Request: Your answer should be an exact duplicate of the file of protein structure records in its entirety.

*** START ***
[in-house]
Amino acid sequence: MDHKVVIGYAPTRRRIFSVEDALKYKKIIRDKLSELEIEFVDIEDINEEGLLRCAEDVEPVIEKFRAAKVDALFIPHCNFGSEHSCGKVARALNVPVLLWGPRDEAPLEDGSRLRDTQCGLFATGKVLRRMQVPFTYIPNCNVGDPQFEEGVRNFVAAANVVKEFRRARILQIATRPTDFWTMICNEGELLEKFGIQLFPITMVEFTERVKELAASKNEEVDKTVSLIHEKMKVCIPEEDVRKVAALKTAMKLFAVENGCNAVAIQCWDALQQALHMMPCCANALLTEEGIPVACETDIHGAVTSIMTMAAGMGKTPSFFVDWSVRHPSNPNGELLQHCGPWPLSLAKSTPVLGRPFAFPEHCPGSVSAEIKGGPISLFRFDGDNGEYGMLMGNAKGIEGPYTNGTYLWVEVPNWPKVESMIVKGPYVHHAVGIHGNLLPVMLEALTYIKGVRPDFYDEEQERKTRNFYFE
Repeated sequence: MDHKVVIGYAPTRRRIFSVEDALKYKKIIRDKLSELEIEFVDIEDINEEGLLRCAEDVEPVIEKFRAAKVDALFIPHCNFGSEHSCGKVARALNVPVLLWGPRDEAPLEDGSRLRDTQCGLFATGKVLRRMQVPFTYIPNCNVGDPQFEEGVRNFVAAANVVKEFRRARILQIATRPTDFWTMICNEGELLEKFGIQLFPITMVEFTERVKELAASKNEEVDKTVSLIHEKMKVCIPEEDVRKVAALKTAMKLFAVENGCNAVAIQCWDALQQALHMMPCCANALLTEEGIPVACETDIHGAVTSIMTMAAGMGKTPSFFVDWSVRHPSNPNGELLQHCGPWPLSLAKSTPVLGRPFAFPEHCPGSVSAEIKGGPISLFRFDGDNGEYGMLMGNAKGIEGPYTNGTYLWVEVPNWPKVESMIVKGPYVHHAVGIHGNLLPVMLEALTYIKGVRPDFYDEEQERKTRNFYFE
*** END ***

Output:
[in-house]
Amino acid sequence: MDHKVVIGYAPTRRRIFSVEDALKYKKIIRDKLSELEIEFVDIEDINEEGLLRCAEDVEPVIEKFRAAKVDALFIPHCNFGSEHSCGKVARALNVPVLLWGPRDEAPLEDGSRLRDTQCGLFATGKVLRRMQVPFTYIPNCNVGDPQFEEGVRNFVAAANVVKEFRRARILQIATRPTDFWTMICNEGELLEKFGIQLFPITMVEFTERVKELAASKNEEVDKTVSLIHEKMKVCIPEEDVRKVAALKTAMKLFAVENGCNAVAIQCWDALQQALHMMPCCANALLTEEGIPVACETDIHGAVTSIMTMAAGMGKTPSFFVDWSVRHPSNPNGELLQHCGPWPLSLAKSTPVLGRPFAFPEHCPGSVSAEIKGGPISLFRFDGDNGEYGMLMGNAKGIEGPYTNGTYLWVEVPNWPKVESMIVKGPYVHHAVGIHGNLLPVMLEALTYIKGVRPDFYDEEQERKTRNFYFE
Repeated sequence: MDHKVVIGYAPTRRRIFSVEDALKYKKIIRDKLSELEIEFVDIEDINEEGLLRCAEDVEPVIEKFRAAKVDALFIPHCNFGSEHSCGKVARALNVPVLLWGPRDEAPLEDGSRLRDTQCGLFATGKVLRRMQVPFTYIPNCNVGDPQFEEGVRNFVAAANVVKEFRRARILQIATRPTDFWTMICNEGELLEKFGIQLFPITMVEFTERVKELAASKNEEVDKTVSLIHEKMKVCIPEEDVRKVAALKTAMKLFAVENGCNAVAIQCWDALQQALHMMPCCANALLTEEGIPVACETDIHGAVTSIMTMAAGMGKTPSFFVDWSVRHPSNPNGELLQHCGPWPLSLAKSTPVLGRPFAFPEHCPGSVSAEIKGGPISLFRFDGDNGEYGMLMGNAKGIEGPYTNGTYLWVEVPNWPKVESMIVKGPYVHHAVGIHGNLLPVMLEALTYIKGVRPDFYDEEQERKTRNFYFE